Eugenics (the theory that people with desired traits should out breed the less desirable) was a normal part of American thinking in the early 20th century and was supported by both intellectuals and government institutions. Not surprisingly these theories were almost always steeped in racism and used to explain the socio-economic problems of the Black Community as genetic. What many don’t know is that DuBois’ Talented Tenth, who made up the first Black Mis-leadership class, were often Black Eugenicists who believed in selective breeding and Black population control through birth control techniques including forced and voluntary sterilization of poor Black women. These techniques would be used to purify the race of its “dysgenic” types as a means of racial uplift.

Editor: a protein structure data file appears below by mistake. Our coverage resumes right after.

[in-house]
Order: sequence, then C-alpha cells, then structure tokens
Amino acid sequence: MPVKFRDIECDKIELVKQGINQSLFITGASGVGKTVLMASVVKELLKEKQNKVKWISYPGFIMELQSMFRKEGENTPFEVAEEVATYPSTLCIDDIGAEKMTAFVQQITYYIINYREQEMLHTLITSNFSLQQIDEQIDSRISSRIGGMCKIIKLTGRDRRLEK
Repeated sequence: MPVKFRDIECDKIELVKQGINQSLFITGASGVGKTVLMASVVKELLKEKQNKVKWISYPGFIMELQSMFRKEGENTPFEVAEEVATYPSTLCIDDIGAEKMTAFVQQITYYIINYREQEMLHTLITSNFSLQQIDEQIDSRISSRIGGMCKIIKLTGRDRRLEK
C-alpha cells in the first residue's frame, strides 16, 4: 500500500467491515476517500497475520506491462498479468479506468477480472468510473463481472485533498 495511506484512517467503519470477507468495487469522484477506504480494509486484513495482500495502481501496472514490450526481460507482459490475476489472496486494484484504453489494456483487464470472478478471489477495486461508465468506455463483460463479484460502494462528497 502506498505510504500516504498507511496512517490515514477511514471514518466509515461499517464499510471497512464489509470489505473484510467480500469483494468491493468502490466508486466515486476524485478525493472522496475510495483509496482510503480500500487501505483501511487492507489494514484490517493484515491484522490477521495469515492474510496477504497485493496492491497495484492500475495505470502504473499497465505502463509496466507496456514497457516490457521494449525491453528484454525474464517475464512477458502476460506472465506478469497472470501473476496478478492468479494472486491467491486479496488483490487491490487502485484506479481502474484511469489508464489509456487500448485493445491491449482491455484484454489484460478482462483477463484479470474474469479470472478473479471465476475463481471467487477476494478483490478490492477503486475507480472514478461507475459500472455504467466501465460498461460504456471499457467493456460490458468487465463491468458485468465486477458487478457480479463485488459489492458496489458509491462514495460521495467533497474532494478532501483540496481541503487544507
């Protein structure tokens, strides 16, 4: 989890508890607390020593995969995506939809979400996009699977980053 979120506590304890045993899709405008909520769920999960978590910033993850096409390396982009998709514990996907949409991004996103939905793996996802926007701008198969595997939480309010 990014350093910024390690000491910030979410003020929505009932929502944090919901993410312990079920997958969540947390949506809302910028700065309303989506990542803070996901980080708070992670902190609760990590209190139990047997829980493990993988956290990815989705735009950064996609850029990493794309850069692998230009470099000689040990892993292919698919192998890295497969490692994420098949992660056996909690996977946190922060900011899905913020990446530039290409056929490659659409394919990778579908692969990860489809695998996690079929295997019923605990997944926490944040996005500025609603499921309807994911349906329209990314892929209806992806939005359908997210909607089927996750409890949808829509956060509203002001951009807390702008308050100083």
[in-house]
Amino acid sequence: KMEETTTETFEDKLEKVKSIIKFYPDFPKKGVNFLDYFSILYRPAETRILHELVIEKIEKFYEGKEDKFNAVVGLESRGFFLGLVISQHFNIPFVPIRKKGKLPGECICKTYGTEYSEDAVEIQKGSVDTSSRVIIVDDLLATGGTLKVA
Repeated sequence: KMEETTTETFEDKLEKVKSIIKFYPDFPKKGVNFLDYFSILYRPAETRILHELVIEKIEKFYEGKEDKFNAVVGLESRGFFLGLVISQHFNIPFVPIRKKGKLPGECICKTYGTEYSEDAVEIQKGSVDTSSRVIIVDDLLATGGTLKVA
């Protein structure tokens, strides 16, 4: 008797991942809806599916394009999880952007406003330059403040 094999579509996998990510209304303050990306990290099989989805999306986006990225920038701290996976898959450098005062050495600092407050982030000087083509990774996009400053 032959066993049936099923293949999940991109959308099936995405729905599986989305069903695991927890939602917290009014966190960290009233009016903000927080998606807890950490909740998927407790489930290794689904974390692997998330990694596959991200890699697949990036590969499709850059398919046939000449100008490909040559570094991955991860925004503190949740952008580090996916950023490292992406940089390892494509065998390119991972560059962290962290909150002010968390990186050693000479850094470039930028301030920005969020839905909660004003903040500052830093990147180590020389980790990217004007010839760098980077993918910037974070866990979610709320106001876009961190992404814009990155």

In Search of Purity: Popular Eugenics and Racial Uplift among New Negroes 1915-1935,” by Dr. Shantella Y. Sherman illustrates the tragic history of how the early 20th Century Black Mis-leadership class fully supported eugenic theory using racial sterilization couched in language supporting birth control to limit the ability of poor Black women to have children. A veritable who’s who of early 20th century Black history from W.E.B. Dubois, Mary McCloud Bethune, Charles Drew and more were supporters of this widely supported Black Eugenics movement to basically rid America of the Black poor. One must realize, in 1966 55% of Black America lived below the poverty line. We can only imagine how high that number was in the 1920s and 30s, particularly during the Depression years. This Black Eugenics policy was not merely a plan for race purity but if implemented to the full desires of that Black Mis-leadership class, it could have meant race genocide.

As Dr. Sherman states: